In determining the factual sufficiency of the elements of an offense, the reviewing court “ ‘views all the evidence ․ in a neutral light, and sets aside the verdict only if it is so contrary to the overwhelming weight of the evidence as to be clearly wrong and unjust.’ ” Johnson v. State, 23 S.W.3d 1, 7 (Tex.Crim.App.2000) (citing and quoting Clewis v. State, 922 S.W.2d 126, 129 (Tex.Crim.App.1996)). The court reviews the evidence weighed by the jury that tends to prove the existence of the elemental fact in dispute and compares it with the evidence that tends to disprove that fact. Id. We are authorized to disagree with the fact finder's determination. Id. (citing Clewis, 922 S.W.2d at 133). This review, however, must employ appropriate deference to prevent an appellate court from substituting its judgment for that of the fact finder, and any evaluation should not substantially intrude upon the fact finder's role as the sole judge of the weight and credibility given to witness testimony. Jones v. State, 944 S.W.2d 642, 648 (Tex.Crim.App.1996). The complete and correct standard a reviewing court must follow to conduct a Clewis factual sufficiency review of the elements of a criminal offense, asks whether a neutral review of all the evidence, both for and against the finding, demonstrates that the proof of guilt is so obviously weak as to undermine confidence in the jury's determination, or the proof of guilt, although adequate if taken alone, is greatly outweighed by contrary proof. Johnson, 23 S.W.3d at 11.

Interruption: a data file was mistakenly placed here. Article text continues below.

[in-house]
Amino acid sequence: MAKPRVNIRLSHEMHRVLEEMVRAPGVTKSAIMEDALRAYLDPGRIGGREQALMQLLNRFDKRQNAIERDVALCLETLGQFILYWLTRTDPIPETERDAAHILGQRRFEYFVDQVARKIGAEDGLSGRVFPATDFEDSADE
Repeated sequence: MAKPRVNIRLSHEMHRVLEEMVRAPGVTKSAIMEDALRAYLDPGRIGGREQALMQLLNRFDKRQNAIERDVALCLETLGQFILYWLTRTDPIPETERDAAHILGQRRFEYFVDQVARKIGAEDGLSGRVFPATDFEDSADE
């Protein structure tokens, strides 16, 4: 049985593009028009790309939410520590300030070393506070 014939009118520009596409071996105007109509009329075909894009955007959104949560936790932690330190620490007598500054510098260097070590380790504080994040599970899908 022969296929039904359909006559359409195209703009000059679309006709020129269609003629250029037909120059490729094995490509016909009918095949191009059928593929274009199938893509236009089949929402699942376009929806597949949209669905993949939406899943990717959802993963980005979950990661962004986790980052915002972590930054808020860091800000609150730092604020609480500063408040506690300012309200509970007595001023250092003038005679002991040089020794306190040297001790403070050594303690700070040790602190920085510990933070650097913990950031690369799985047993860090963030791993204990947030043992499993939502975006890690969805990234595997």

In his first point of error, Appellant contends we should reform or modify the judgment to delete the $500 fine. His argument relies upon Tex.Code Crim. Proc. Ann. art. 42.03, § 1(a) (Vernon Supp.2003) which entitles Appellant to have his sentence, including the assessment of fines, pronounced in his presence. Both the State and Appellant also cite Coffey v. State, 979 S.W.2d 326, 328 (Tex.Crim.App.1998). There our highest criminal court held, in the context of regular probation, an unprobated fine orally pronounced in the original plea hearing, may be included in the judgment revoking probation, notwithstanding the fine was not re-pronounced at the revocation hearing. Id. Both parties agree the fine was not pronounced at the revocation hearing. The State also calls our attention to Dallas authority that distinguishes Coffey.2 In Abron v. State, 997 S.W.2d 281, 282 (Tex.App.-Dallas 1998, pet. ref'd), our sister court held in a deferred adjudication probation, the defendant was entitled to have the fine pronounced in open court. Id. However, the trial court there did probate the fine. Id. Here, the trial court in the deferred probation hearing, expressly stated that the fine assessed by the trial court was not probated. Payment of the fine was a condition of probation. Similarly, the motion to adjudicate reflects a violation of conditions because Appellant failed to pay either the court costs or the $500 fine.